“I guess you do have to wonder, I can’t imagine a time that was more crucial, more impactful than those years. I have to wonder who he could have become if not for the war. If that draft notice had gotten lost in the mail, or if he’d been assigned some job other than rifleman.” 

She shrugged. “It does seem like an enormous waste. A promising kid, what was he 18 when he went? What the fuck do you know about anything at that age, and you’re just dropped into a world of shit and asked to do the worst things we as humans can do to eachother.” 

“Fuck, for shooting someone the used to give people the chair back in that day. Imagine the cognitive dissonance. You get a medal over there for shooting someone, over here the death penalty. Imagine how that screws with your sense of right and wrong, and with only 18 years of life experience and education to make sense of it.” 

“A man who lived to seventy,” she shook her head, “whose life was ruined at 18. What’s that 52 years of trying and failing to pick up the pieces. What a fucking shame.” 

“I would have loved to have known him before the war. I would have loved to see that kid, my mom said he was riot, clever, fun. She told me that he once read a short story from a Playboy to her when they were teenagers. She claims it’s the hardest she has laughed in her whole life.”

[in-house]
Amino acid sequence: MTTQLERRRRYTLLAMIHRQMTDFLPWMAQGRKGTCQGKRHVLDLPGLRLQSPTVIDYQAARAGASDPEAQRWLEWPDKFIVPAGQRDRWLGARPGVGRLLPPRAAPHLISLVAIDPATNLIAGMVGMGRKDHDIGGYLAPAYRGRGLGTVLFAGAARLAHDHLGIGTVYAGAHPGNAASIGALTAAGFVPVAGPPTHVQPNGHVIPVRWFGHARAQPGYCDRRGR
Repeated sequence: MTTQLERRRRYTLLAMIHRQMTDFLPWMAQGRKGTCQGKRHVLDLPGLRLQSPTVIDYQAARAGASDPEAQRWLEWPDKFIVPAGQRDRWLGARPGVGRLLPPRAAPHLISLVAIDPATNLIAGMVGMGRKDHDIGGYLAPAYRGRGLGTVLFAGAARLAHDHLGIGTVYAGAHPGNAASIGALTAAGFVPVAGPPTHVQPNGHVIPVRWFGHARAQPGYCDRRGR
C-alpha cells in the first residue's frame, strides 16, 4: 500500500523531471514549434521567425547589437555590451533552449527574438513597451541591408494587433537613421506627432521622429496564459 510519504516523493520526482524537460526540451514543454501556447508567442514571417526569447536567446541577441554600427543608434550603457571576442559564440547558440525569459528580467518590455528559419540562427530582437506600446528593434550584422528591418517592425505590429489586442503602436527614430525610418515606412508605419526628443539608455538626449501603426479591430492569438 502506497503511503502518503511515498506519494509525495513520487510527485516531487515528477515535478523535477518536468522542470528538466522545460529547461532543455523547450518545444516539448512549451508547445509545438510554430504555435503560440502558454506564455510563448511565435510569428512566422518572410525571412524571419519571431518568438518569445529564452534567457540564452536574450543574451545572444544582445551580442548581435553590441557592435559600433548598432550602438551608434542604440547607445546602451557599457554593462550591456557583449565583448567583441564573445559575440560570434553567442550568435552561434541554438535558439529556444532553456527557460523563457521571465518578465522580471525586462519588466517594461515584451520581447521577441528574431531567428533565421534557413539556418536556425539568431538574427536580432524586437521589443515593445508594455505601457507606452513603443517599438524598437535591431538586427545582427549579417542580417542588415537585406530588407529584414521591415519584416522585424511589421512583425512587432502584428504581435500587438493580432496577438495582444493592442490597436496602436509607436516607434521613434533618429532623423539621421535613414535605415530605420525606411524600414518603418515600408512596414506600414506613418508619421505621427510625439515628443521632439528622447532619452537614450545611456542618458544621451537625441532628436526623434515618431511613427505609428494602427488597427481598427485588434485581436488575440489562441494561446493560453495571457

“And then he came home.”

“She claimed ‘he’ didn’t. The physical form, yes. But her brother was lost in a jungle on the other side of the world. All for some fucking idea he didn’t understand. He just wanted to do what he was told was right. He suffered 50 odd years for trying to be a good guy. What fucking bullshit.”

“What was he like when you were a kid?” 

“Quiet. I could never really talk to him. I remember he lit candles at our church every day. I guess that was his job of sorts. I don’t think it paid anything, but he wore an outfit like a priest in training and lit the candles. I remember watching the flame dance as his shaky hands tried to set the wicks alight.” 

“Did you ask him about the war?”

“No. God no. I remember I had a project for history class where we had to interview a veteran about their experience. I asked my mom if I could talk to him and she freaked out. I was young and didn’t really get it.” 

“Yeah, I can get why she didn’t want you to.” 

“I get it now, then it was just confusing. I remember once visiting him after he moved to the boat he lived on for the last few years. He and my mom had a fight. I don’t know over what. He came over to me and said “I’m a good guy, I promise” over and over. I tried to tell him I’d never thought otherwise but I’m not sure it really got through to him.” 

“Was he a good guy, really?”

“Good as they come. And it seemed the better they come the harder they fall, it’s just a shame he had to fall so far for so long.” 

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